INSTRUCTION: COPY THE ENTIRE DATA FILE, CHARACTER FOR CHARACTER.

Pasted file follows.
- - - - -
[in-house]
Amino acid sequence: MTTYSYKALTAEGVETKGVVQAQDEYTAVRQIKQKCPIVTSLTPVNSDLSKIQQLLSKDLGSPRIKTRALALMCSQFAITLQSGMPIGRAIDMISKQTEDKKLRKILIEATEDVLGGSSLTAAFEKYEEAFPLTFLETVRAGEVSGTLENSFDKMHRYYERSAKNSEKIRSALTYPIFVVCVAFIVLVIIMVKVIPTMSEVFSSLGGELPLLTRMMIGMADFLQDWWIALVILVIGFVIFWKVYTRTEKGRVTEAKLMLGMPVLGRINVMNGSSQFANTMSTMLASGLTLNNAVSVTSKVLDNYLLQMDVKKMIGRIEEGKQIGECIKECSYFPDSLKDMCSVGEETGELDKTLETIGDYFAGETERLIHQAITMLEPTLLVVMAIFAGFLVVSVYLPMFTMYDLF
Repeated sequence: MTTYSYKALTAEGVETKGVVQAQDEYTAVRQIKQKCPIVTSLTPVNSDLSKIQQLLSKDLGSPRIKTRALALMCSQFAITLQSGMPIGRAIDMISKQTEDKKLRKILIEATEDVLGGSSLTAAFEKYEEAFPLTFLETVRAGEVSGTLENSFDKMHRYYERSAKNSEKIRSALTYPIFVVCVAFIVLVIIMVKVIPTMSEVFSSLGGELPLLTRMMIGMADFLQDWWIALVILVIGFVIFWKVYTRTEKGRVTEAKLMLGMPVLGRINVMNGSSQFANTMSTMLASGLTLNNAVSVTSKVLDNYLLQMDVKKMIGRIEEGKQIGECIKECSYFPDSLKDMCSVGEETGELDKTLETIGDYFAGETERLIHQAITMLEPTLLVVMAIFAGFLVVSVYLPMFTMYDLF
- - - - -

[in-house]
Amino acid sequence: MTTYSYKALTAEGVETKGVVQAQDEYTAVRQIKQKCPIVTSLTPVNSDLSKIQQLLSKDLGSPRIKTRALALMCSQFAITLQSGMPIGRAIDMISKQTEDKKLRKILIEATEDVLGGSSLTAAFEKYEEAFPLTFLETVRAGEVSGTLENSFDKMHRYYERSAKNSEKIRSALTYPIFVVCVAFIVLVIIMVKVIPTMSEVFSSLGGELPLLTRMMIGMADFLQDWWIALVILVIGFVIFWKVYTRTEKGRVTEAKLMLGMPVLGRINVMNGSSQFANTMSTMLASGLTLNNAVSVTSKVLDNYLLQMDVKKMIGRIEEGKQIGECIKECSYFPDSLKDMCSVGEETGELDKTLETIGDYFAGETERLIHQAITMLEPTLLVVMAIFAGFLVVSVYLPMFTMYDLF
Repeated sequence: MTTYSYKALTAEGVETKGVVQAQDEYTAVRQIKQKCPIVTSLTPVNSDLSKIQQLLSKDLGSPRIKTRALALMCSQFAITLQSGMPIGRAIDMISKQTEDKKLRKILIEATEDVLGGSSLTAAFEKYEEAFPLTFLETVRAGEVSGTLENSFDKMHRYYERSAKNSEKIRSALTYPIFVVCVAFIVLVIIMVKVIPTMSEVFSSLGGELPLLTRMMIGMADFLQDWWIALVILVIGFVIFWKVYTRTEKGRVTEAKLMLGMPVLGRINVMNGSSQFANTMSTMLASGLTLNNAVSVTSKVLDNYLLQMDVKKMIGRIEEGKQIGECIKECSYFPDSLKDMCSVGEETGELDKTLETIGDYFAGETERLIHQAITMLEPTLLVVMAIFAGFLVVSVYLPMFTMYDLF